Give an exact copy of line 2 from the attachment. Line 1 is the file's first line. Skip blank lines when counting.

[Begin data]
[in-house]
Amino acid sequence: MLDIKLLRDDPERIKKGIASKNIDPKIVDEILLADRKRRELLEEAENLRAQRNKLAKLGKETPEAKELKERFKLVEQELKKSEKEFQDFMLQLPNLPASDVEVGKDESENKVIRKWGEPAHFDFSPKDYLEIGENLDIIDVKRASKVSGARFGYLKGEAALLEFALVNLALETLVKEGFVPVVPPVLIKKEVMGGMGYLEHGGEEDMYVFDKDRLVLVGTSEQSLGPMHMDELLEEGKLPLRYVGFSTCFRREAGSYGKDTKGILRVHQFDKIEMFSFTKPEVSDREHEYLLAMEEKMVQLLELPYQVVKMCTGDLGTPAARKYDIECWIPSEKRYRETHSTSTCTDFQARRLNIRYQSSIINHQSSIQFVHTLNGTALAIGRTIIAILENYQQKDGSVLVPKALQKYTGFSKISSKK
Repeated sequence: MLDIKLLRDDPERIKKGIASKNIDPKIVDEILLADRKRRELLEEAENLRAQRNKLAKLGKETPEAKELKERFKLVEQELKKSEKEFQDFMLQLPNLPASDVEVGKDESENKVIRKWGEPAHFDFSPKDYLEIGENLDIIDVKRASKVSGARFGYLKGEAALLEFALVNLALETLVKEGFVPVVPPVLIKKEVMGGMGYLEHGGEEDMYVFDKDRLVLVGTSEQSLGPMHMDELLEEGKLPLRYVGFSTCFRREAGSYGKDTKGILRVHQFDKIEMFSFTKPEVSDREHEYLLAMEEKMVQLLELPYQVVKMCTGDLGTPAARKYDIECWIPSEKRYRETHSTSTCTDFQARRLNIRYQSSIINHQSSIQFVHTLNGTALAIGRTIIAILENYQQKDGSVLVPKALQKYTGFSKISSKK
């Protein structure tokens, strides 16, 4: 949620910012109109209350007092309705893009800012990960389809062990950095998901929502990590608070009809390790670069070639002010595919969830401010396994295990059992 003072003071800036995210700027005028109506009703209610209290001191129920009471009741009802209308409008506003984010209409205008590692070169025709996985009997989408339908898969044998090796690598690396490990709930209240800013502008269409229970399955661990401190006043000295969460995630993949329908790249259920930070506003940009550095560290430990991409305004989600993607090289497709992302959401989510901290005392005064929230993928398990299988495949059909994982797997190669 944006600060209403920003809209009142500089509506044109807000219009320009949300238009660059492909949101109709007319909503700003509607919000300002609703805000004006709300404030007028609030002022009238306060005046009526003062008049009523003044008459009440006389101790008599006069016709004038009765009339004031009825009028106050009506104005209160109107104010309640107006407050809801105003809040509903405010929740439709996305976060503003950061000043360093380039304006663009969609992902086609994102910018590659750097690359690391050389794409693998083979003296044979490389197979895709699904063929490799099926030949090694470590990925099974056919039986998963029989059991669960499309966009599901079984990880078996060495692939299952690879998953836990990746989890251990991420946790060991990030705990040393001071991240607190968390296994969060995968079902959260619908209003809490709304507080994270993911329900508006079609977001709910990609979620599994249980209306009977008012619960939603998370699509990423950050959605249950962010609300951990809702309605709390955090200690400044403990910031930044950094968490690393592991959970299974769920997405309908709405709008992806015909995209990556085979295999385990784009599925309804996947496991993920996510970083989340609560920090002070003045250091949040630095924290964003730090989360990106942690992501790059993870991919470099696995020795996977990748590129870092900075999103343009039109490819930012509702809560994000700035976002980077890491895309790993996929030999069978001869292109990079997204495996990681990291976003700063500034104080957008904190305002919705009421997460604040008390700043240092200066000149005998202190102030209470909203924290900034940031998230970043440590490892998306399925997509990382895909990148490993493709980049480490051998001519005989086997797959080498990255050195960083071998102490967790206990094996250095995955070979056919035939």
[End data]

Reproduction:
Amino acid sequence: MLDIKLLRDDPERIKKGIASKNIDPKIVDEILLADRKRRELLEEAENLRAQRNKLAKLGKETPEAKELKERFKLVEQELKKSEKEFQDFMLQLPNLPASDVEVGKDESENKVIRKWGEPAHFDFSPKDYLEIGENLDIIDVKRASKVSGARFGYLKGEAALLEFALVNLALETLVKEGFVPVVPPVLIKKEVMGGMGYLEHGGEEDMYVFDKDRLVLVGTSEQSLGPMHMDELLEEGKLPLRYVGFSTCFRREAGSYGKDTKGILRVHQFDKIEMFSFTKPEVSDREHEYLLAMEEKMVQLLELPYQVVKMCTGDLGTPAARKYDIECWIPSEKRYRETHSTSTCTDFQARRLNIRYQSSIINHQSSIQFVHTLNGTALAIGRTIIAILENYQQKDGSVLVPKALQKYTGFSKISSKK